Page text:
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Processes 2018, 6(8), 132; https://doi.org/10.3390/pr6080132

Dynamic Sequence Specific Constraint-Based Modeling of Cell-Free Protein Synthesis

Robert Frederick Smith School of Chemical and Biomolecular Engineering, Cornell University, Ithaca, NY 14853, USA
These authors contributed equally to this work.
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Received: 8 June 2018 / Revised: 7 August 2018 / Accepted: 9 August 2018 / Published: 17 August 2018
(This article belongs to the Special Issue Feature Papers for Celebrating the Fifth Founding Year of Processes)
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Abstract

Cell-free protein expression has emerged as an important approach in systems and synthetic biology, and a promising technology for personalized point of care medicine. Cell-free systems derived from crude whole cell extracts have shown remarkable utility as a protein synthesis technology. However, if cell-free platforms for on-demand biomanufacturing are to become a reality, the performance limits of these systems must be defined and optimized. Toward this goal, we modeled E. coli cell-free protein expression using a sequence specific dynamic constraint-based approach in which metabolite measurements were directly incorporated into the flux estimation problem. A cell-free metabolic network was constructed by removing growth associated reactions from the iAF1260 reconstruction of K-12 MG1655 E. coli. Sequence specific descriptions of transcription and translation processes were then added to this metabolic network to describe protein production. A linear programming problem was then solved over short time intervals to estimate metabolic fluxes through the augmented cell-free network, subject to material balances, time rate of change and metabolite measurement constraints. The approach captured the biphasic cell-free production of a model protein, chloramphenicol acetyltransferase. Flux variability analysis suggested that cell-free metabolism was potentially robust; for example, the rate of protein production could be met by flux through the glycolytic, pentose phosphate, or the Entner-Doudoroff pathways. Variation of the metabolite constraints revealed central carbon metabolites, specifically upper glycolysis, tricarboxylic acid (TCA) cycle, and pentose phosphate, to be the most effective at training a predictive model, while energy and amino acid measurements were less effective. Irrespective of the measurement set, the metabolic fluxes (for the most part) remained unidentifiable. These findings suggested dynamic constraint-based modeling could aid in the design of cell-free protein expression experiments for metabolite prediction, but the flux estimation problem remains challenging. Furthermore, while we modeled the cell-free production of only a single protein in this study, the sequence specific dynamic constraint-based modeling approach presented here could be extended to multi-protein synthetic circuits, RNA circuits or even small molecule production. View Full-Text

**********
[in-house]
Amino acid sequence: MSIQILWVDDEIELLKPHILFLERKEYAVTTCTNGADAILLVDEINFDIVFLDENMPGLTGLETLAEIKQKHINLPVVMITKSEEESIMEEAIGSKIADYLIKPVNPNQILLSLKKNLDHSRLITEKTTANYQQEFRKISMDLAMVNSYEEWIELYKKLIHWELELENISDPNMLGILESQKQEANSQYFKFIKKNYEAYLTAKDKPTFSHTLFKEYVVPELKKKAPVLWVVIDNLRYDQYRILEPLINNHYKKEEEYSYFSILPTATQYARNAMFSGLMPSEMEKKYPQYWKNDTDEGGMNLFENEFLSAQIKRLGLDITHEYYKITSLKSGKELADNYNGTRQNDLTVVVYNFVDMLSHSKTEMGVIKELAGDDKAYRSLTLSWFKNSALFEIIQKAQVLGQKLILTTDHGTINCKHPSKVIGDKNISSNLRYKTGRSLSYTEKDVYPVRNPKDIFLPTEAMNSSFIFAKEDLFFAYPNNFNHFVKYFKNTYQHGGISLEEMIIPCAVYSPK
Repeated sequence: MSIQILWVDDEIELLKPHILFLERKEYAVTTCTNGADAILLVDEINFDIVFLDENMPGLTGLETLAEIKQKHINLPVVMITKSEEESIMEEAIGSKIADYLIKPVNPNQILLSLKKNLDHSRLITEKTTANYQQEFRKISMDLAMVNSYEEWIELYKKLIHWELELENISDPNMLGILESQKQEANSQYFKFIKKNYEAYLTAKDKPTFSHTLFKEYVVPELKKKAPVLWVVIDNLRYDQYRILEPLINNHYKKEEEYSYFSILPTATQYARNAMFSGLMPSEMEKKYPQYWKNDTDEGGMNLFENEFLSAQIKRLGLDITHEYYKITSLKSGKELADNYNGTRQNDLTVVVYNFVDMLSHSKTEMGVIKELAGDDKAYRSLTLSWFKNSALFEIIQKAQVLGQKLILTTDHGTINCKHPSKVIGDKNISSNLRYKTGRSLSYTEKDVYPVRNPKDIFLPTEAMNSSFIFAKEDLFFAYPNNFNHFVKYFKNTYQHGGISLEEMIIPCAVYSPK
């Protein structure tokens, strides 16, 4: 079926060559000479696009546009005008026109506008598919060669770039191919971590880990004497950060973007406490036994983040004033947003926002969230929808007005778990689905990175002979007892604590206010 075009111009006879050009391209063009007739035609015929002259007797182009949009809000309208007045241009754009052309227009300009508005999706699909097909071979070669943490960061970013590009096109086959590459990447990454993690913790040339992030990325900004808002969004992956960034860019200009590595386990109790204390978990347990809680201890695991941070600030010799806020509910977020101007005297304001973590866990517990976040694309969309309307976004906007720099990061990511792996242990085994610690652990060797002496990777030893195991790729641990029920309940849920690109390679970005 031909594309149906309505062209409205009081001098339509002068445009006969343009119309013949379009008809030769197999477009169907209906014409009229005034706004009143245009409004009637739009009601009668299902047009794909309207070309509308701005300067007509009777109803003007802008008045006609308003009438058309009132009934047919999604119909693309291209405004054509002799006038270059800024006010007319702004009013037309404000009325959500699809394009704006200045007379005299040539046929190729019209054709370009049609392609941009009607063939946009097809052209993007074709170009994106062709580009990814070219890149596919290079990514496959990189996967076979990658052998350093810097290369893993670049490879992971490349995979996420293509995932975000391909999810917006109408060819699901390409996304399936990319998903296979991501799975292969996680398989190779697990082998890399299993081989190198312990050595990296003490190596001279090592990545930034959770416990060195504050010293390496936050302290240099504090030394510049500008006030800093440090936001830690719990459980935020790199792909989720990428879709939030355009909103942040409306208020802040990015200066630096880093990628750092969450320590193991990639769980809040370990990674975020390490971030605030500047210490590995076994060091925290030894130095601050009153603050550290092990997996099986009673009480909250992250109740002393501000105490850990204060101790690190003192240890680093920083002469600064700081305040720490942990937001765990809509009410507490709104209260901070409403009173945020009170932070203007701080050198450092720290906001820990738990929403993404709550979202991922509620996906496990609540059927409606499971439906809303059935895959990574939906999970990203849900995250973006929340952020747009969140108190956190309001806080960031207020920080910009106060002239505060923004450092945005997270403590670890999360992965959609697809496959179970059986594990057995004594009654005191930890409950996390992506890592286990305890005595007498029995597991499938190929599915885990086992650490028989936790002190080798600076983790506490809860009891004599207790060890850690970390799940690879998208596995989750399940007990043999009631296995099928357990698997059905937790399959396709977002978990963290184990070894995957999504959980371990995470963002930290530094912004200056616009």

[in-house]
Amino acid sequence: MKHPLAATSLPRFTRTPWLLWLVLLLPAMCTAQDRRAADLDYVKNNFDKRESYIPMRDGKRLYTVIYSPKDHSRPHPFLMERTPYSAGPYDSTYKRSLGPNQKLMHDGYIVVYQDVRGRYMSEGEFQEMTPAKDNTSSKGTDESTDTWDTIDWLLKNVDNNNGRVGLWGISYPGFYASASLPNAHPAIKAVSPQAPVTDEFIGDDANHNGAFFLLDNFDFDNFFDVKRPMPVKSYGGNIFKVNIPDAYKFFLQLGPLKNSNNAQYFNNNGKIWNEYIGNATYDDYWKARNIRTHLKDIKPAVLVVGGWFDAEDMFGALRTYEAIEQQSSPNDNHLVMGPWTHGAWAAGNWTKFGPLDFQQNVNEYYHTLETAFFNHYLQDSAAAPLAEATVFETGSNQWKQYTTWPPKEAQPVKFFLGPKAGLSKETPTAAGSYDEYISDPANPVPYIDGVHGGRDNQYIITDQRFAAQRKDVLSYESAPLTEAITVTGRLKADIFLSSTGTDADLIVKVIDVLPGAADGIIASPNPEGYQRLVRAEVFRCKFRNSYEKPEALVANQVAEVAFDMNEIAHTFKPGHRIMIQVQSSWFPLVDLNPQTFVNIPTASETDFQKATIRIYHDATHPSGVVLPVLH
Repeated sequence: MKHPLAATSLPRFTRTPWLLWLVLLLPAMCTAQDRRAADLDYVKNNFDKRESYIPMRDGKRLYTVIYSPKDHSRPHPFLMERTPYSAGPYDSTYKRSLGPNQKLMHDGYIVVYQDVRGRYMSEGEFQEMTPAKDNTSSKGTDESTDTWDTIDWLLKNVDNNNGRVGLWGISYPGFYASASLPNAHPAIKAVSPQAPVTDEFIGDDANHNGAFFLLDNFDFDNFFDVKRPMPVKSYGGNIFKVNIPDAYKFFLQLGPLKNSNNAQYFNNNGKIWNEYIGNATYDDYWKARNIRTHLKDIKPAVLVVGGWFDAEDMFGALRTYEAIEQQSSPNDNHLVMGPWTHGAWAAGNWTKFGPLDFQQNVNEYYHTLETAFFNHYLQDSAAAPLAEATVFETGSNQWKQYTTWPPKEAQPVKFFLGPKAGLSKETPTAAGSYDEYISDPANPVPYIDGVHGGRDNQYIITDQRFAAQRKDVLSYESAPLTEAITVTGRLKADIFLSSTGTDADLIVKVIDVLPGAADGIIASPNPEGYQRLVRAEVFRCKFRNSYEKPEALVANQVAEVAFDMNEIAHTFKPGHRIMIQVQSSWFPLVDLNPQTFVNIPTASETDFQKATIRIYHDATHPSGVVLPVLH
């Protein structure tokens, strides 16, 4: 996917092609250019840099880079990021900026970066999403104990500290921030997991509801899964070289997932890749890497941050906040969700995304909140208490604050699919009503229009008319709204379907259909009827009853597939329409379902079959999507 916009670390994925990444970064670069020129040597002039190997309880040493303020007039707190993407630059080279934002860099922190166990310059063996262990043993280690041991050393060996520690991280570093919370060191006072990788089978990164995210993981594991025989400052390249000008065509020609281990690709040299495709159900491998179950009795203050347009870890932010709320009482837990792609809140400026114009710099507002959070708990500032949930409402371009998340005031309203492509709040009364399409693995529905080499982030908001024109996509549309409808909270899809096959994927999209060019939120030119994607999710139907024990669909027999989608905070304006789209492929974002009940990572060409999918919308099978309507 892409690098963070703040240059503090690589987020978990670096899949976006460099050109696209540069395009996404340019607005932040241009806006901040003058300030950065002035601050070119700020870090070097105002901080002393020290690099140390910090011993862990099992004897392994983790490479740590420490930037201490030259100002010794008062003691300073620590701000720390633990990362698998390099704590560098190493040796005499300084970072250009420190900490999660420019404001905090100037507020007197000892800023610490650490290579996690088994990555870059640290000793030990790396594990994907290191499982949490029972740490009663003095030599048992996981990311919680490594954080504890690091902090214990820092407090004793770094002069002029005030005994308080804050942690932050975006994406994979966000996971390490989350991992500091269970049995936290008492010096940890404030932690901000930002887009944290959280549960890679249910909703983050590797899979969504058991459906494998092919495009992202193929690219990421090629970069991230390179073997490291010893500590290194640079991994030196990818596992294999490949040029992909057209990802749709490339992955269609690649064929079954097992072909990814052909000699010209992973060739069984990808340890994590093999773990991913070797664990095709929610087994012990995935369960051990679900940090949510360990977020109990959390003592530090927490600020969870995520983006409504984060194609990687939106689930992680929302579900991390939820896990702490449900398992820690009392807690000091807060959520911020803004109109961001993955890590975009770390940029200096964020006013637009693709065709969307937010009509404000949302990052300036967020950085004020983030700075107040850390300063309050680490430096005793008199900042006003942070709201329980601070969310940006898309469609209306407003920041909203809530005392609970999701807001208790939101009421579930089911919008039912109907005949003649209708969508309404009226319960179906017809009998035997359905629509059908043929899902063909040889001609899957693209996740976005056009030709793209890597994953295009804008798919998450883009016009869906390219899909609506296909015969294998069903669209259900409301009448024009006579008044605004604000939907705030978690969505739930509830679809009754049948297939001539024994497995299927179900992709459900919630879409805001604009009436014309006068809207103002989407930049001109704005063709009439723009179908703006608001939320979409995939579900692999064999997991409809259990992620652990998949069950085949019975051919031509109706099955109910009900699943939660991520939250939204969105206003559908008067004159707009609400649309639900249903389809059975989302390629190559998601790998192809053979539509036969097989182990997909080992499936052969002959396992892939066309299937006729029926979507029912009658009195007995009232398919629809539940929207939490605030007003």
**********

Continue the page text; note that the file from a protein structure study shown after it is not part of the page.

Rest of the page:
Keywords: dynamic constraint-based modeling; cell-free protein synthesis; systems biology dynamic constraint-based modeling; cell-free protein synthesis; systems biology
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This is an open access article distributed under the Creative Commons Attribution License which permits unrestricted use, distribution, and reproduction in any medium, provided the original work is properly cited. (CC BY 4.0).
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Dai, D.; Horvath, N.; Varner, J. Dynamic Sequence Specific Constraint-Based Modeling of Cell-Free Protein Synthesis. Processes 2018, 6, 132.

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